December is proving to be a month of nostalgia.
First Dev Anand’s passing away brought back several memories of what he meant to us when we were young and triggered a search for my old scrap books, clippings and photographs.
Rummaging through an old steel trunk, I discovered a virtual treasure trove—a bunch of old science lab journals-turned neatly- maintained- scrap-books, a task Neha undertook after we got married in 1988.
The scrap books contain pieces of my early writings: a seemingly immature critique of the Indian cricket fan for elevating the members of the 1983 World Cup winning Indian cricket team to a demi-God status; interviews with Asha Parekh and Soli Sorabjee in the same week and my close encounter with Atal Behari Vajpayee a month after the BJP was reduced to a two-member Party in the Lok Sabha. The writings reflect my inexperience but they also demonstrate the opportunities one got at a very early stage in the profession.
In The Sentinel, the newspaper that made me a journalist, we were encouraged to write on whatever we wished. The incentive was the extra payment one got: One rupee for a column centimeter of writing. So we often wrote upto 100 cm to earn hundred rupees for an article. And in those days when your salary was all of 736 rupees, an extra hundred bucks was always welcome. So one wrote on cinema and cricket; did movie and book reviews.
Flipping through one of the many scrap books this Sunday I came across a piece—a reappraisal of the inimitable Dilip Kumar after Mashaal was released–I wrote Twenty-five years ago, when I was barely 24.
It was my humble attempt to encapsulate the thespian’s celluloid life.
|Dilip Kumar as I saw him in 1986!!|
In 1985-86, Dilip Kumar had made a comeback of sorts: Majdoor, Vidhataa, Mashaal, Shakti, a flood of movies had pitted him against the up and coming Anil Kapoor, the reigning superstar like Amitabh Bachchan and the emerging Raj Babbar.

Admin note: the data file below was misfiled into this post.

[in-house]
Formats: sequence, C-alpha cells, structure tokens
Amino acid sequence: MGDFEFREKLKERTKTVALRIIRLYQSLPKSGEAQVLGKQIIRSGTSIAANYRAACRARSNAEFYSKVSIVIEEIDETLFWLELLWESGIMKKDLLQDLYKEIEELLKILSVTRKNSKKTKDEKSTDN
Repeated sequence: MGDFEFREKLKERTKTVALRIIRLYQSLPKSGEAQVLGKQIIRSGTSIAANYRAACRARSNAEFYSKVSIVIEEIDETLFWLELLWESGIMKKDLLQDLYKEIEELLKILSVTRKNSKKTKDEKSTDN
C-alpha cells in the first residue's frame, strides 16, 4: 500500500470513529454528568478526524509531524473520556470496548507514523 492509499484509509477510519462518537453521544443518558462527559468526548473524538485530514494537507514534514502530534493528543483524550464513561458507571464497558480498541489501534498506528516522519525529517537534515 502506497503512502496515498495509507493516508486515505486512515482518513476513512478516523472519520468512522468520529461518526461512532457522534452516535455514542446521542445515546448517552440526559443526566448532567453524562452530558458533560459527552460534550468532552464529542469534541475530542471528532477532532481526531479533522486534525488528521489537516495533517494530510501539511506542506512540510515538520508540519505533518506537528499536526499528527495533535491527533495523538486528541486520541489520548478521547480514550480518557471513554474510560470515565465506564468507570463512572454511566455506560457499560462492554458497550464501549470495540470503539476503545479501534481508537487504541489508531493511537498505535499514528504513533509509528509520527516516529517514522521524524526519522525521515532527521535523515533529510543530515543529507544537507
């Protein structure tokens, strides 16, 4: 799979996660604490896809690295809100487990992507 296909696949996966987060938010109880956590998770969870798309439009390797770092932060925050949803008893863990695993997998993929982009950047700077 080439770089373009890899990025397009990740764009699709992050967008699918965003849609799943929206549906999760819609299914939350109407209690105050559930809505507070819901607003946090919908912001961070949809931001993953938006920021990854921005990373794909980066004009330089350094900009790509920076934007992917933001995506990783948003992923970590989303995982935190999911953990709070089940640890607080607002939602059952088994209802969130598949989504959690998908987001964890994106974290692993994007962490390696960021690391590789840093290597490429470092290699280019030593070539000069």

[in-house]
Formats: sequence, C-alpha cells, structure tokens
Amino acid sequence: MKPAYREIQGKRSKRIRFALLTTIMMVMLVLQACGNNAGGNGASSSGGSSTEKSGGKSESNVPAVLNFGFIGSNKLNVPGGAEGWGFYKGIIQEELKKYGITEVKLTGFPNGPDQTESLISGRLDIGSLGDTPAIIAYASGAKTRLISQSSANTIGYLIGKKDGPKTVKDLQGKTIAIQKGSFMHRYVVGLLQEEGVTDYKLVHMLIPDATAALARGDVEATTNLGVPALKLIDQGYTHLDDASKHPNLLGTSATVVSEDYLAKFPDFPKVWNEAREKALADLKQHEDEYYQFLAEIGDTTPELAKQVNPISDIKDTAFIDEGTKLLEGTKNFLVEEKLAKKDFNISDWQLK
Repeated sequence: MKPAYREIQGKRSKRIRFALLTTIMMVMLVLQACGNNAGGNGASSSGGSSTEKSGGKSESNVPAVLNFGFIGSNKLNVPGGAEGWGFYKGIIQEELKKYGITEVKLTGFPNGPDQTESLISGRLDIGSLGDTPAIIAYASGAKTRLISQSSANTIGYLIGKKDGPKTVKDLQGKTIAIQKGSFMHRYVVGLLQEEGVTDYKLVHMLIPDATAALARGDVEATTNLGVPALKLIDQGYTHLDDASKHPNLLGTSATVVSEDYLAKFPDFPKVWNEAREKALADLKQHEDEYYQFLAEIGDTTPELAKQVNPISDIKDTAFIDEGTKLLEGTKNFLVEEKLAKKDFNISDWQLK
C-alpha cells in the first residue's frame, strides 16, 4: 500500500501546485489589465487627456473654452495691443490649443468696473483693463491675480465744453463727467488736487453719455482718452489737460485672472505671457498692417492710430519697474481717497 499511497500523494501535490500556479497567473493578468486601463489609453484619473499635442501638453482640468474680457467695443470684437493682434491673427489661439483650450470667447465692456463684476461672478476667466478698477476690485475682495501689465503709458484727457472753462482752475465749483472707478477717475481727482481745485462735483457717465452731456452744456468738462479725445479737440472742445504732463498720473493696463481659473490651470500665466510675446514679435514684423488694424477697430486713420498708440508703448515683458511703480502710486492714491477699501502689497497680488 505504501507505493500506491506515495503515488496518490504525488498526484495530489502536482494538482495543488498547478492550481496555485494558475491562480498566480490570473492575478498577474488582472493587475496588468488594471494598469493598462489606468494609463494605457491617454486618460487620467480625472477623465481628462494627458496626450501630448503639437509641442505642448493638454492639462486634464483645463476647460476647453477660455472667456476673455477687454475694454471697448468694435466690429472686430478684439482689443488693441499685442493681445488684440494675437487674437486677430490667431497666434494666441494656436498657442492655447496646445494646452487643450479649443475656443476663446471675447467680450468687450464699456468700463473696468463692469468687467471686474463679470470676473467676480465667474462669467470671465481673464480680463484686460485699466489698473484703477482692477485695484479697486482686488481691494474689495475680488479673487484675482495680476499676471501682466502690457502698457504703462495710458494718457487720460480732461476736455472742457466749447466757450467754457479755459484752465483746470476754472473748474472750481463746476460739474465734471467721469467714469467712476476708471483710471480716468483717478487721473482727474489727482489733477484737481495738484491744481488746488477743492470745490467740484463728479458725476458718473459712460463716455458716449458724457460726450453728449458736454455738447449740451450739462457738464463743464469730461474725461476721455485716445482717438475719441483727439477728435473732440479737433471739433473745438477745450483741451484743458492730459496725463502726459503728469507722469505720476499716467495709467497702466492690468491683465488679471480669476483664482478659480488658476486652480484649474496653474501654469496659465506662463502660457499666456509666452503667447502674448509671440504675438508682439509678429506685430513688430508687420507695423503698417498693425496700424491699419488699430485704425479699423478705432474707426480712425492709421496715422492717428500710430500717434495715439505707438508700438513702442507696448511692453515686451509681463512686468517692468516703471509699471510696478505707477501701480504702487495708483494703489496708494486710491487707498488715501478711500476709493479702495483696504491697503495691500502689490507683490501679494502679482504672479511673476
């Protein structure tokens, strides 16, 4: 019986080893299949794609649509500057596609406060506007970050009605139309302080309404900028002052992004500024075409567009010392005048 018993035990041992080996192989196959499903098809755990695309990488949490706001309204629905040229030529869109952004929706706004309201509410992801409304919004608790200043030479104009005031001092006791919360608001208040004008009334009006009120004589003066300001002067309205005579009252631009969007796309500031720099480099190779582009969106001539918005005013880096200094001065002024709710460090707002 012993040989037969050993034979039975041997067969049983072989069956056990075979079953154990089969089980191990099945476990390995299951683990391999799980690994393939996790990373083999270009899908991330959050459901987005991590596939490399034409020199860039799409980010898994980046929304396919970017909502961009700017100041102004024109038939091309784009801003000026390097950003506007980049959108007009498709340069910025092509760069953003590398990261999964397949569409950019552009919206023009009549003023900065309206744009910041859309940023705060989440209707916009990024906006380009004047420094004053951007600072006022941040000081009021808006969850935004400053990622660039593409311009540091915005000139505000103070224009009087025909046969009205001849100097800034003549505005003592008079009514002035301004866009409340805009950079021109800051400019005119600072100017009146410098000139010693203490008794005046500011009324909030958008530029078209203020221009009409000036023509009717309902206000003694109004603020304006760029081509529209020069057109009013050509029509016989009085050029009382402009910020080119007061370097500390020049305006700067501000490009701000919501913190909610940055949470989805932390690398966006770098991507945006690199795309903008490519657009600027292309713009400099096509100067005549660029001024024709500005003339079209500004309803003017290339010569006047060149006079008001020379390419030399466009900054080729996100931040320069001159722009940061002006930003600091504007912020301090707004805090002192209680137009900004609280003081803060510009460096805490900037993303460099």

I was never a big fan of Dilip Kumar; For me, his early movies were too morbid, too pessimistic. Some movies of his I did like: Ganga Jamuna, Ram aur Shyam, Azad, Di Diya Dard Liya. Raj Kapoor, I considered a buffoon.
But my favourite stars remained Dev Anand and Shammi Kapoor for their never-say-die spirit and the carefree attitude they exuded, something perhaps all of us in our Twenties want to be.
And yet in the mid-1980s when Dilip Kumar not only held his own but at times overshadowed the actors of my generation, I found looking at his craft more objectively.
Today 25 years after having written that piece, I am willing to admit that I did not realize the importance of Dilip Kumar to Indian cinema then.
His influence over a posse of actors from Manoj Kumar and Rajendra Kumar and from Amitabh Bachchan to Shah Rukh Khan is now an acknowledged fact.
Some of his songs (Aaj ki Raat mere Dil ki, Dilruba Mein Tere, Tere husn ki kya tarrif karoon to name just three) are now in my favourites list.
Today as the world pays birthday tributes to the Prince Salim of Indian actors, I have belatedly realised that he is right up there among the biggest star-actors of Indian cinema.